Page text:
Saturday, January 28, 2012

Equality Commission 21st Monitoring Report

On 16 December 2011 the Equality Comission published its 21st Monitoring Report. This report gives us a breakdown of the numbers and percentage of Protestants and Catholics in the both the public and private sectors of the workforce in Northern Ireland for the year 2010. Protestants represented 54.1% of the workforce, down by 0.5% in 2009. Catholics in the workforce stood at 45.9%, an increase of 0.5% from the 2009 figure of 45.4%. The Protestant percentage has again declined as the Catholic percentage has increased. This trend has been constant as is represented in the following graph

The reason why this graph is converging is due to the fact that the numbers of Catholic appointees to the workforce in 2010 was 52.0% which is significantly greater than the amount of Catholics in the overall workforce. The numbers of Protestants appointed  to the workforce was 48.0% which is significantly lower than their representation in the entire workforce.

The Equality Commission Report for 2010 also shows us the composition of applicants to join the workforce by community background. In 2009 the Catholic percentage stood at 50.7% and the Protestant percentage was 49.3%.

In 2009, for the first time ever the number of Catholics seeking employment was greater than the number of Protestants (by 10,465). Currently there is a difference of 8.2% between the two blocks, a decrease of 1% point from 2009. If this trend continues we can expect further 'greening' of the workforce in the years ahead and parity reached in 2018. As two thirds of students in NI universities and 53.1% of students in NI schools are from a Catholic/Nationalist background the trend could even accelerate.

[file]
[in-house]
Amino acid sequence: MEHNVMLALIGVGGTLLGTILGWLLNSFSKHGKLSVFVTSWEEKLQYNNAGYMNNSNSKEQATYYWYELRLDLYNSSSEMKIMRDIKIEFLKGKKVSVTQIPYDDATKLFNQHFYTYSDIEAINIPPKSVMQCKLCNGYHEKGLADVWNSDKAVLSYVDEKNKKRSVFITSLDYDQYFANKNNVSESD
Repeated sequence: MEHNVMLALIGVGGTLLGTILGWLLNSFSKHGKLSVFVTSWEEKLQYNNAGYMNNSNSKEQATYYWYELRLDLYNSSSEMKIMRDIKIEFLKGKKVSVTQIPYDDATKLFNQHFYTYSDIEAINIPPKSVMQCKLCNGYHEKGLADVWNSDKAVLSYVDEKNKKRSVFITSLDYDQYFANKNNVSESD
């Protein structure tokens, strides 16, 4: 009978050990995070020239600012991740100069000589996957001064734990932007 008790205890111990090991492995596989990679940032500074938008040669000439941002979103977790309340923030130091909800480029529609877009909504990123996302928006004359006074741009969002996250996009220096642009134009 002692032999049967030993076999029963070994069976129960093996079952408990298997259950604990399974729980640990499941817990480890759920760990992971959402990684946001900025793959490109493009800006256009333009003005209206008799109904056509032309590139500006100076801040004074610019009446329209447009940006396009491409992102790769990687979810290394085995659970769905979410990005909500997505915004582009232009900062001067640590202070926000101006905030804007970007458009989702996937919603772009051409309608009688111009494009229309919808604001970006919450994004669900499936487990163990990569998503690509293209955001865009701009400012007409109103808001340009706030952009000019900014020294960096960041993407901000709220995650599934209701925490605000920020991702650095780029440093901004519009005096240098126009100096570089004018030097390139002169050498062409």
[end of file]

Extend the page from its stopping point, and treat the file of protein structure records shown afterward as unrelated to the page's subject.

1. Interesting facts and figures of course the big stats are when the census figures are published. Any idea when that happens

  2. I only found this site recently I was a big fan of the horseman so Im glad to see someone doing something similar. My only criticism is the lack of articles. The horesman would have had a field day over the last month with the Unionist Unity and McNarry nonsense along with the arrival (again) of the Tories. I obviously appreciate that these blogs can be time consuming so just ignore me keep up the good work!

  3. Agree with the last comment. What's happening is important and interesting. The only good thing about not commenting is that there can be no accusations of nationalist triumphalism. As nationalists have been on the receiving end of that for a long time they know what it feels like and know that they don't need to bother.

  4. It appears that Horseman's blogs on the school statistics for the last couple of years appeared on the final Thursday of February:

    so it might be worth checking it next Thursday too. Could be an interesting blog in it for you.